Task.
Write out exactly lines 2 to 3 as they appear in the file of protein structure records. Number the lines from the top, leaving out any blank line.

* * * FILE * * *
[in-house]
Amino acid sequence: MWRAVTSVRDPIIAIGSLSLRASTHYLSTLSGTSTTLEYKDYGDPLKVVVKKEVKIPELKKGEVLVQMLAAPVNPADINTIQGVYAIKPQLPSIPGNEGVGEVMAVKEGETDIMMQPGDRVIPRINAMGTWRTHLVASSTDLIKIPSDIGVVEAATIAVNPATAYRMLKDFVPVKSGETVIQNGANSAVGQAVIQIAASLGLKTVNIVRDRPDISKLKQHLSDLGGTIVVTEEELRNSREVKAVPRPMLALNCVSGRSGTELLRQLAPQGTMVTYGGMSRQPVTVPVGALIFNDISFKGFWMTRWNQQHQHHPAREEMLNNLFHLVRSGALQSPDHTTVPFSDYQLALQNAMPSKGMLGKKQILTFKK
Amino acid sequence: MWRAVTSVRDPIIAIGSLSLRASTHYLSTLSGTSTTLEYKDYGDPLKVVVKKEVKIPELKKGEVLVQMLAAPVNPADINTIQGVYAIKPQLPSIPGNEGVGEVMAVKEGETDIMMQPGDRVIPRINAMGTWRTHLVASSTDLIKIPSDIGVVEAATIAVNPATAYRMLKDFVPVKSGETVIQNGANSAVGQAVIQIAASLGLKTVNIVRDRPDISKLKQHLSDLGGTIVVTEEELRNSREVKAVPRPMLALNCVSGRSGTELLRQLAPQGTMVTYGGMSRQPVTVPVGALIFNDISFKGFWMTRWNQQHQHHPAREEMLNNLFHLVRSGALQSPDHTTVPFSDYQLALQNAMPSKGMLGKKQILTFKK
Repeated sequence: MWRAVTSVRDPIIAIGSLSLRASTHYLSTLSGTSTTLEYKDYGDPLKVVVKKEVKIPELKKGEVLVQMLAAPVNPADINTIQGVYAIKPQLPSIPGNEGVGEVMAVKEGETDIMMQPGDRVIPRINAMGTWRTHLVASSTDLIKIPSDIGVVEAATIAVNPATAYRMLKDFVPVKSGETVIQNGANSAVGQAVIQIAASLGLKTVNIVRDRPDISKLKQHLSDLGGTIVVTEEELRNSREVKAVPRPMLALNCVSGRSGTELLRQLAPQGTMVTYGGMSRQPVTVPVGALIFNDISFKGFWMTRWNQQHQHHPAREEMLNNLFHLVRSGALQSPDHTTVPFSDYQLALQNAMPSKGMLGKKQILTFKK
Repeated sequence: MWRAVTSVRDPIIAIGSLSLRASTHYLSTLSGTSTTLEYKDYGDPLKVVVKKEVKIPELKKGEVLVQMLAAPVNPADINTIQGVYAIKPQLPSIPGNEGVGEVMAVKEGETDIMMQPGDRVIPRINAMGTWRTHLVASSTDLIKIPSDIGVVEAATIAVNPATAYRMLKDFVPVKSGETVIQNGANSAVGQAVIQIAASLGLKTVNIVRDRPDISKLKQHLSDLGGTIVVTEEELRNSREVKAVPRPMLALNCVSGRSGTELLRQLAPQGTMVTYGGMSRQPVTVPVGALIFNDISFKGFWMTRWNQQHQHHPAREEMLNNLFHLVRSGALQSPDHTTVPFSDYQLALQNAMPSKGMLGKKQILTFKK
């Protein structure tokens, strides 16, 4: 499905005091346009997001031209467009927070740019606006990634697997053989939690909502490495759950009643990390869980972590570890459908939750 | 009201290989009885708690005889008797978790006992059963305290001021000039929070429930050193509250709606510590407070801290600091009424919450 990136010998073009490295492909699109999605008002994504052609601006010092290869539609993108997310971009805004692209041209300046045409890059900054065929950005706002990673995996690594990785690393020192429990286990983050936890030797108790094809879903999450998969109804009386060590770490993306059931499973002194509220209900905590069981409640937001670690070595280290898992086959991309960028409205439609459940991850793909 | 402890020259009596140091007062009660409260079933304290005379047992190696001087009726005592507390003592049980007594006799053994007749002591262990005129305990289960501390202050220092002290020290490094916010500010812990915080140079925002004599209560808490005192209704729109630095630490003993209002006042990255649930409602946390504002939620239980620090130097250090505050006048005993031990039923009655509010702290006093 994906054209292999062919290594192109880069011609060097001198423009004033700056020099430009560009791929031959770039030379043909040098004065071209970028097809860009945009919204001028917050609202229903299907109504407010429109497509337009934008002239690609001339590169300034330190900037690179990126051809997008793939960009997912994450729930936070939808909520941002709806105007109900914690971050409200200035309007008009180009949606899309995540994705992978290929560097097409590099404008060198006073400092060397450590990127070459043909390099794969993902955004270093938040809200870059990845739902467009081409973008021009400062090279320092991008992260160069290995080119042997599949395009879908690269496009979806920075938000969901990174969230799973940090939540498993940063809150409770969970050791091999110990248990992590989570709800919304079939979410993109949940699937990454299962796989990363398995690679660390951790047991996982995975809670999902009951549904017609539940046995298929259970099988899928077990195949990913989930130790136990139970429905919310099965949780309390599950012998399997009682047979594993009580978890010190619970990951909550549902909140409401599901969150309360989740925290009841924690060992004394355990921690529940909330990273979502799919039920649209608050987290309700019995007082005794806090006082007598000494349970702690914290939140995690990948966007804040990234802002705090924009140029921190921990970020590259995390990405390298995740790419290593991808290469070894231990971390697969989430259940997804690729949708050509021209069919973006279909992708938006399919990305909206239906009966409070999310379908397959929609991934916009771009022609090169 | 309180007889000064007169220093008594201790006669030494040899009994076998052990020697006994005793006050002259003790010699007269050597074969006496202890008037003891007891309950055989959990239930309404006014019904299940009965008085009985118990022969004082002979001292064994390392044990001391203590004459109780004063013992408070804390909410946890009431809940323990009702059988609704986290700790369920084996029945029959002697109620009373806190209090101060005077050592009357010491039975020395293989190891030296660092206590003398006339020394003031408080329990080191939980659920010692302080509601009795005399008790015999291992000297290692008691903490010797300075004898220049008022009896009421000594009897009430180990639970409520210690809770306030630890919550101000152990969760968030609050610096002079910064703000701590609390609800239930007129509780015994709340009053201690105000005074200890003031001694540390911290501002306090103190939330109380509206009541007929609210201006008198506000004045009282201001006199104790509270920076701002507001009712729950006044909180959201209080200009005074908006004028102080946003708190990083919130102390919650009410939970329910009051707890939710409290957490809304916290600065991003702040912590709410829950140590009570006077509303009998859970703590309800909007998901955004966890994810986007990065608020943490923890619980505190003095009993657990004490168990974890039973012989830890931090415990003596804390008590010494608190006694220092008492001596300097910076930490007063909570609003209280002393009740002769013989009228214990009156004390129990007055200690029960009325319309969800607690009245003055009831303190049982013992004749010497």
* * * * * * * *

Amino acid sequence: MWRAVTSVRDPIIAIGSLSLRASTHYLSTLSGTSTTLEYKDYGDPLKVVVKKEVKIPELKKGEVLVQMLAAPVNPADINTIQGVYAIKPQLPSIPGNEGVGEVMAVKEGETDIMMQPGDRVIPRINAMGTWRTHLVASSTDLIKIPSDIGVVEAATIAVNPATAYRMLKDFVPVKSGETVIQNGANSAVGQAVIQIAASLGLKTVNIVRDRPDISKLKQHLSDLGGTIVVTEEELRNSREVKAVPRPMLALNCVSGRSGTELLRQLAPQGTMVTYGGMSRQPVTVPVGALIFNDISFKGFWMTRWNQQHQHHPAREEMLNNLFHLVRSGALQSPDHTTVPFSDYQLALQNAMPSKGMLGKKQILTFKK
Amino acid sequence: MWRAVTSVRDPIIAIGSLSLRASTHYLSTLSGTSTTLEYKDYGDPLKVVVKKEVKIPELKKGEVLVQMLAAPVNPADINTIQGVYAIKPQLPSIPGNEGVGEVMAVKEGETDIMMQPGDRVIPRINAMGTWRTHLVASSTDLIKIPSDIGVVEAATIAVNPATAYRMLKDFVPVKSGETVIQNGANSAVGQAVIQIAASLGLKTVNIVRDRPDISKLKQHLSDLGGTIVVTEEELRNSREVKAVPRPMLALNCVSGRSGTELLRQLAPQGTMVTYGGMSRQPVTVPVGALIFNDISFKGFWMTRWNQQHQHHPAREEMLNNLFHLVRSGALQSPDHTTVPFSDYQLALQNAMPSKGMLGKKQILTFKK